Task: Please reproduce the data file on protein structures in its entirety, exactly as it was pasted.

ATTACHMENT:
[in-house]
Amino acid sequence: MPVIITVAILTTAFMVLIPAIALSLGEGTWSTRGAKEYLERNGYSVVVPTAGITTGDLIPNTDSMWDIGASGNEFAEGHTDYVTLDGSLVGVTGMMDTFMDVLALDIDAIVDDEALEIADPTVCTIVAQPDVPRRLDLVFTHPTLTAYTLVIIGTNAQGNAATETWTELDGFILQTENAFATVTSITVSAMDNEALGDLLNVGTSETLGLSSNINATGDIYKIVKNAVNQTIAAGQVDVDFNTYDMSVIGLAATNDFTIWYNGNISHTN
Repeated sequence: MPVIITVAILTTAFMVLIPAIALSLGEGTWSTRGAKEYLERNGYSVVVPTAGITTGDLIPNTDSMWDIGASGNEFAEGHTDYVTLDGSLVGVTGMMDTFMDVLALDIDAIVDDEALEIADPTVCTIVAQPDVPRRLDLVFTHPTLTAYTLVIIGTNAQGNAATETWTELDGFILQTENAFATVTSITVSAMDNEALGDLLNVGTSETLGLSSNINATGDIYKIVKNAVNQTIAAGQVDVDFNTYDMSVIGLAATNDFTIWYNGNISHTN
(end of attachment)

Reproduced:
[in-house]
Amino acid sequence: MPVIITVAILTTAFMVLIPAIALSLGEGTWSTRGAKEYLERNGYSVVVPTAGITTGDLIPNTDSMWDIGASGNEFAEGHTDYVTLDGSLVGVTGMMDTFMDVLALDIDAIVDDEALEIADPTVCTIVAQPDVPRRLDLVFTHPTLTAYTLVIIGTNAQGNAATETWTELDGFILQTENAFATVTSITVSAMDNEALGDLLNVGTSETLGLSSNINATGDIYKIVKNAVNQTIAAGQVDVDFNTYDMSVIGLAATNDFTIWYNGNISHTN
Repeated sequence: MPVIITVAILTTAFMVLIPAIALSLGEGTWSTRGAKEYLERNGYSVVVPTAGITTGDLIPNTDSMWDIGASGNEFAEGHTDYVTLDGSLVGVTGMMDTFMDVLALDIDAIVDDEALEIADPTVCTIVAQPDVPRRLDLVFTHPTLTAYTLVIIGTNAQGNAATETWTELDGFILQTENAFATVTSITVSAMDNEALGDLLNVGTSETLGLSSNINATGDIYKIVKNAVNQTIAAGQVDVDFNTYDMSVIGLAATNDFTIWYNGNISHTN